We read daily in the financial and general press about the grave retirement crisis we have in the U.S. These articles are usually accompanied by a scathing criticism of 401(k) plans citing high fees and low returns. Given all that, I found the chart below from JP Morgan interesting:
The chart compares anticipated pension short falls for our major trading partners, some with very developed economies, some developing. Note that among all the countries compared, the U.S ranks highest in how many years our saving will last into retirement and tops all but two as far as expected saving shortfall. My question given this data is, where’s the crisis? Andrew Biggs of the American Enterprise Institute published and excellent op-ed Piece in The Washington Post using different data and came to the same conclusion, it is well worth reading. https://www.washingtonpost.com/opinions/the-retirement-crisis-that-isnt/2015/12/29/b5d76dac-aa8a-11e5-9b92-dea7cd4b1a4d_story.html
The fact is that we have a very good, workable retirement system in the U.S. Part public (social security) and part private (401(k), IRA, Profit Sharing, SIMPLE IRA). The beauty of the systems is that it allows individuals control of their own assets, which is at the heart of our American philosophy of self-determination. Our system contains an effective safety net (all Social Security was ever intended to be) and the means to save effectively and tax efficiently for our retirement.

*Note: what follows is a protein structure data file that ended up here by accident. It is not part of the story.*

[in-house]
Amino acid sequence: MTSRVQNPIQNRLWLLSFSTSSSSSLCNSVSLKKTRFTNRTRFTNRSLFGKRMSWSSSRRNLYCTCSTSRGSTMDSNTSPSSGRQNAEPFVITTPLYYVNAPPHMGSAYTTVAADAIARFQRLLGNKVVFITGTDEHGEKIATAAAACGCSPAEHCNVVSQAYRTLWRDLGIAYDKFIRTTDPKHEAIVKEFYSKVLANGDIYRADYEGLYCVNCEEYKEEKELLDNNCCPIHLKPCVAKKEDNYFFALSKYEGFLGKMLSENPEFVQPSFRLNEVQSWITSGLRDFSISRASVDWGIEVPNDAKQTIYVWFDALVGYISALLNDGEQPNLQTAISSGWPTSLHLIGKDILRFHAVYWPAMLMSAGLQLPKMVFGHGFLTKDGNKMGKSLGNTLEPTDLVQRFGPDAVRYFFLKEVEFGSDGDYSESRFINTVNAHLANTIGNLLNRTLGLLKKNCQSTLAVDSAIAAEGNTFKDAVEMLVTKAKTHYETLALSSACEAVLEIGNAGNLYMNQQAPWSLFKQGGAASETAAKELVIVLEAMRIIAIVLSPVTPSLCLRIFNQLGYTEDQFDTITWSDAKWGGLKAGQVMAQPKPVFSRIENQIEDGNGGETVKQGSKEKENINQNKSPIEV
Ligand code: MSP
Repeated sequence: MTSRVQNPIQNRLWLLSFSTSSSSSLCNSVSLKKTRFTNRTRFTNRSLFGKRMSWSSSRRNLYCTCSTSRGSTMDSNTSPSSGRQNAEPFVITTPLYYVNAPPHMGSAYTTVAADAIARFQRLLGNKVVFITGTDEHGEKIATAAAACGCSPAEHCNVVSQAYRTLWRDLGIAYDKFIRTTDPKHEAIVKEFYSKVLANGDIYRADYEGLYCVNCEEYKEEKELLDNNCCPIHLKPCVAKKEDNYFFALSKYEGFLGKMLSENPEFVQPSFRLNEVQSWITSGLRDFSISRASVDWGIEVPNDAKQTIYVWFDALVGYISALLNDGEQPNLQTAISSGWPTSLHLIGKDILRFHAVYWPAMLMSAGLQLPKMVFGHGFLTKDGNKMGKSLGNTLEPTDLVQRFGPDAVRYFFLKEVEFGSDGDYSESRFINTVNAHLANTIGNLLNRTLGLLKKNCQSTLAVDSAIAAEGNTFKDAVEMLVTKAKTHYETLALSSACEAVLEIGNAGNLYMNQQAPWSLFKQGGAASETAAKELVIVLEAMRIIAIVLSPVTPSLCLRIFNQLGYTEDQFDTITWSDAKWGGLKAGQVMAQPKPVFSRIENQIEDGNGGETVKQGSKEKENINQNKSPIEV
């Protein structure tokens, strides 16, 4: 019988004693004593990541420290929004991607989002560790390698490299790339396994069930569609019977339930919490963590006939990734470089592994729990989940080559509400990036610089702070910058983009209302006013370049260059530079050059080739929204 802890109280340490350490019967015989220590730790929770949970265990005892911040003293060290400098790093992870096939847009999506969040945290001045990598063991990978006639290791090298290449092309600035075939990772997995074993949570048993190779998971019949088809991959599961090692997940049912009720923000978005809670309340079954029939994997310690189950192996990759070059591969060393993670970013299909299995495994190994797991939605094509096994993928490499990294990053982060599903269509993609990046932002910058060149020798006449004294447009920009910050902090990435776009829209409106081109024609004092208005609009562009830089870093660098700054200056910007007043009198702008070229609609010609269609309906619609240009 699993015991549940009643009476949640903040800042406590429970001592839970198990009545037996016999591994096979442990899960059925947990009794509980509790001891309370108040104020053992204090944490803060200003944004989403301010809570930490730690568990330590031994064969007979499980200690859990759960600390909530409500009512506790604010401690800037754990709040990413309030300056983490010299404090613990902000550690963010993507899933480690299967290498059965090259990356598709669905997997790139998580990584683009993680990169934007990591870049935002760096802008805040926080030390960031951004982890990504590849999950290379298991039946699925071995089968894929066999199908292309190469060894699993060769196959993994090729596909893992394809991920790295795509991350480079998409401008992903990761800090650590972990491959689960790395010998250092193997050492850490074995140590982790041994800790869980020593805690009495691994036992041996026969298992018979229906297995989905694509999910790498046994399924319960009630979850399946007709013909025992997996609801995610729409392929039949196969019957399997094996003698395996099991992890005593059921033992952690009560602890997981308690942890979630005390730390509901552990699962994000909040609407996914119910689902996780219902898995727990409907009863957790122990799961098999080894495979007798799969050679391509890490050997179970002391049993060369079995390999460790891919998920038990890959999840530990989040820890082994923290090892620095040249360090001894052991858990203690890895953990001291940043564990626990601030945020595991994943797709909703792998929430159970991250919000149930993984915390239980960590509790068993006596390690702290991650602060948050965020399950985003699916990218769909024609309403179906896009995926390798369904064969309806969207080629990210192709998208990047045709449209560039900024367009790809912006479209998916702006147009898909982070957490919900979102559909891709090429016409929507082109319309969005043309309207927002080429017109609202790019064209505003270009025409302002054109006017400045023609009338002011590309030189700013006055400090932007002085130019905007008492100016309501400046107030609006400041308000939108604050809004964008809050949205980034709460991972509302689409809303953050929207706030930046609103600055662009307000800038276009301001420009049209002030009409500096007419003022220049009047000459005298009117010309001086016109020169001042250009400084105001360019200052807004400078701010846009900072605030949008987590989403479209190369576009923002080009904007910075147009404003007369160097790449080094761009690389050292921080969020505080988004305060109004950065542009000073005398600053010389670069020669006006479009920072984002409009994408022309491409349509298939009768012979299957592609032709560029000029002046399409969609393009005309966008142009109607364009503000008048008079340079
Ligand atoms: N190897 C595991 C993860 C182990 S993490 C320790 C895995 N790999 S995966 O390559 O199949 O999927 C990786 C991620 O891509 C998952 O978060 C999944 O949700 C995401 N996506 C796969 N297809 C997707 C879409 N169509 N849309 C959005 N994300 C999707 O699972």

Freedom and self-determination, however always come with responsibility. Your retirement savings, in a 401(k), IRA or other tax-qualified account is the most important component of your retirement package, you must take very good care of it from your earliest working years until death.
The chart below (also from JP Morgan) shows that we are not doing a very good job of that:
The bar graph on the bottom shows that from 1995 through 2014 the average investor underperformed every major asset class, including a standard 60% stock/40% bond balanced portfolio. In fact, the average investor barley beat the 2.4% average inflation rate for the same time period. This “performance gap” has been evident and persistent for a very long time. The usual cause cited by the press is high fees. Note that the gap between the return for a balanced portfolio and what the average investor earned is over 6%. This is far too high to be explained by excessive fees. Most 401(k) participants pay fees well below 1%. Rather the prime cause is investor behavior. The tendency of investors to pour into stocks when the market is high and flee when stock prices collapse (this includes other asset classes, not just stocks.
What can you do to avoid having your retirement savings become a victim of “the gap”?
Don’t go it alone - find unbiased help in managing your 401(k) or IRA from a fee only financial advisor with legitimate credentials (CFA or CFP).
Individuals approaching retirement should engage a competent, fee - only planner to lay out a written retirement plan.
Be very discriminating about what you read regarding investing and retirement planning. Most of what you read in the press or on the internet is produced by individuals or entities trying to sell you something. Much of it is produced by people with little or no qualifications. Personally, I tend to trust people I pay, not people paid by someone else.